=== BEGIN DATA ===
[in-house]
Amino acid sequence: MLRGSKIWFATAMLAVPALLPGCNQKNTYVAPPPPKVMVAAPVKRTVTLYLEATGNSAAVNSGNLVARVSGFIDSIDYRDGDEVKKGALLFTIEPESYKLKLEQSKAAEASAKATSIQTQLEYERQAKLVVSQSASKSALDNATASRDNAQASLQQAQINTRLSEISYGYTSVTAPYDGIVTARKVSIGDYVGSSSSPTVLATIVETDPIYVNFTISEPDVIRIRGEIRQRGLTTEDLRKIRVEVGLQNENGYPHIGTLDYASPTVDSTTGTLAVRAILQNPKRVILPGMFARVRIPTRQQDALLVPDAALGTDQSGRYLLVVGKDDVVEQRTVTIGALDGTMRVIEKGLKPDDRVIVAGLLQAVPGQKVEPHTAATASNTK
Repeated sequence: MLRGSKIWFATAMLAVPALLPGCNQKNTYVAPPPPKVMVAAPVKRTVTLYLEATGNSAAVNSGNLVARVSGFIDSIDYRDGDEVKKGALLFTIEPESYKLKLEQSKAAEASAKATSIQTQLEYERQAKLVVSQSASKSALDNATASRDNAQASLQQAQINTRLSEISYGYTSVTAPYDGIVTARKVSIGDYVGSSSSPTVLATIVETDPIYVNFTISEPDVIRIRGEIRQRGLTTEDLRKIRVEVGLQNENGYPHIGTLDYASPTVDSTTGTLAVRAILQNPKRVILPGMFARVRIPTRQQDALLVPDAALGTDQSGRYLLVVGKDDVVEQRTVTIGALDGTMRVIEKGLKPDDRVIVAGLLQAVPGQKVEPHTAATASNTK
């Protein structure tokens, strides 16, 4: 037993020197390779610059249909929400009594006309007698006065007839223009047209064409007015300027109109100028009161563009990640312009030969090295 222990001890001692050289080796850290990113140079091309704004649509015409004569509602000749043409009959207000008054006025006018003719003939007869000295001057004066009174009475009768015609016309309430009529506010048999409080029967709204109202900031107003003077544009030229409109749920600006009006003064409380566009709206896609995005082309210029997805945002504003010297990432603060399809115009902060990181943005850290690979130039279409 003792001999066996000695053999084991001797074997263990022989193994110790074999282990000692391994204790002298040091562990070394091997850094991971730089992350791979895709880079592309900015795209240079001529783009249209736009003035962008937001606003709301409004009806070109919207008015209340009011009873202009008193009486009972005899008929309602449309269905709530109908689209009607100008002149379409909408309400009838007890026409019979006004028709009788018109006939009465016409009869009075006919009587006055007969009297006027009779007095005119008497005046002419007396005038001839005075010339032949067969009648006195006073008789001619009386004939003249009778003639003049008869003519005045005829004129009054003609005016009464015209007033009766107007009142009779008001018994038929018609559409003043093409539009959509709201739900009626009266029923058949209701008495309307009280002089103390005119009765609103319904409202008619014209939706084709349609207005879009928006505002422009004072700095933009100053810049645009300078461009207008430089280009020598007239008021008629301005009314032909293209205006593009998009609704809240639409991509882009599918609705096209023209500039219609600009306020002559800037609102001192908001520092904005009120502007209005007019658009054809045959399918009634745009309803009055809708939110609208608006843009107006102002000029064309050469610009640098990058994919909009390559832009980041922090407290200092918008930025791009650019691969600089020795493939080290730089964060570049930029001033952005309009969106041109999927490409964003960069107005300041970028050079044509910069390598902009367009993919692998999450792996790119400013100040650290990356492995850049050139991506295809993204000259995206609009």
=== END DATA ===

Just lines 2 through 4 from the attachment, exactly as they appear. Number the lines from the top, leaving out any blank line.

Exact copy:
Amino acid sequence: MLRGSKIWFATAMLAVPALLPGCNQKNTYVAPPPPKVMVAAPVKRTVTLYLEATGNSAAVNSGNLVARVSGFIDSIDYRDGDEVKKGALLFTIEPESYKLKLEQSKAAEASAKATSIQTQLEYERQAKLVVSQSASKSALDNATASRDNAQASLQQAQINTRLSEISYGYTSVTAPYDGIVTARKVSIGDYVGSSSSPTVLATIVETDPIYVNFTISEPDVIRIRGEIRQRGLTTEDLRKIRVEVGLQNENGYPHIGTLDYASPTVDSTTGTLAVRAILQNPKRVILPGMFARVRIPTRQQDALLVPDAALGTDQSGRYLLVVGKDDVVEQRTVTIGALDGTMRVIEKGLKPDDRVIVAGLLQAVPGQKVEPHTAATASNTK
Repeated sequence: MLRGSKIWFATAMLAVPALLPGCNQKNTYVAPPPPKVMVAAPVKRTVTLYLEATGNSAAVNSGNLVARVSGFIDSIDYRDGDEVKKGALLFTIEPESYKLKLEQSKAAEASAKATSIQTQLEYERQAKLVVSQSASKSALDNATASRDNAQASLQQAQINTRLSEISYGYTSVTAPYDGIVTARKVSIGDYVGSSSSPTVLATIVETDPIYVNFTISEPDVIRIRGEIRQRGLTTEDLRKIRVEVGLQNENGYPHIGTLDYASPTVDSTTGTLAVRAILQNPKRVILPGMFARVRIPTRQQDALLVPDAALGTDQSGRYLLVVGKDDVVEQRTVTIGALDGTMRVIEKGLKPDDRVIVAGLLQAVPGQKVEPHTAATASNTK
């Protein structure tokens, strides 16, 4: 037993020197390779610059249909929400009594006309007698006065007839223009047209064409007015300027109109100028009161563009990640312009030969090295 222990001890001692050289080796850290990113140079091309704004649509015409004569509602000749043409009959207000008054006025006018003719003939007869000295001057004066009174009475009768015609016309309430009529506010048999409080029967709204109202900031107003003077544009030229409109749920600006009006003064409380566009709206896609995005082309210029997805945002504003010297990432603060399809115009902060990181943005850290690979130039279409 003792001999066996000695053999084991001797074997263990022989193994110790074999282990000692391994204790002298040091562990070394091997850094991971730089992350791979895709880079592309900015795209240079001529783009249209736009003035962008937001606003709301409004009806070109919207008015209340009011009873202009008193009486009972005899008929309602449309269905709530109908689209009607100008002149379409909408309400009838007890026409019979006004028709009788018109006939009465016409009869009075006919009587006055007969009297006027009779007095005119008497005046002419007396005038001839005075010339032949067969009648006195006073008789001619009386004939003249009778003639003049008869003519005045005829004129009054003609005016009464015209007033009766107007009142009779008001018994038929018609559409003043093409539009959509709201739900009626009266029923058949209701008495309307009280002089103390005119009765609103319904409202008619014209939706084709349609207005879009928006505002422009004072700095933009100053810049645009300078461009207008430089280009020598007239008021008629301005009314032909293209205006593009998009609704809240639409991509882009599918609705096209023209500039219609600009306020002559800037609102001192908001520092904005009120502007209005007019658009054809045959399918009634745009309803009055809708939110609208608006843009107006102002000029064309050469610009640098990058994919909009390559832009980041922090407290200092918008930025791009650019691969600089020795493939080290730089964060570049930029001033952005309009969106041109999927490409964003960069107005300041970028050079044509910069390598902009367009993919692998999450792996790119400013100040650290990356492995850049050139991506295809993204000259995206609009």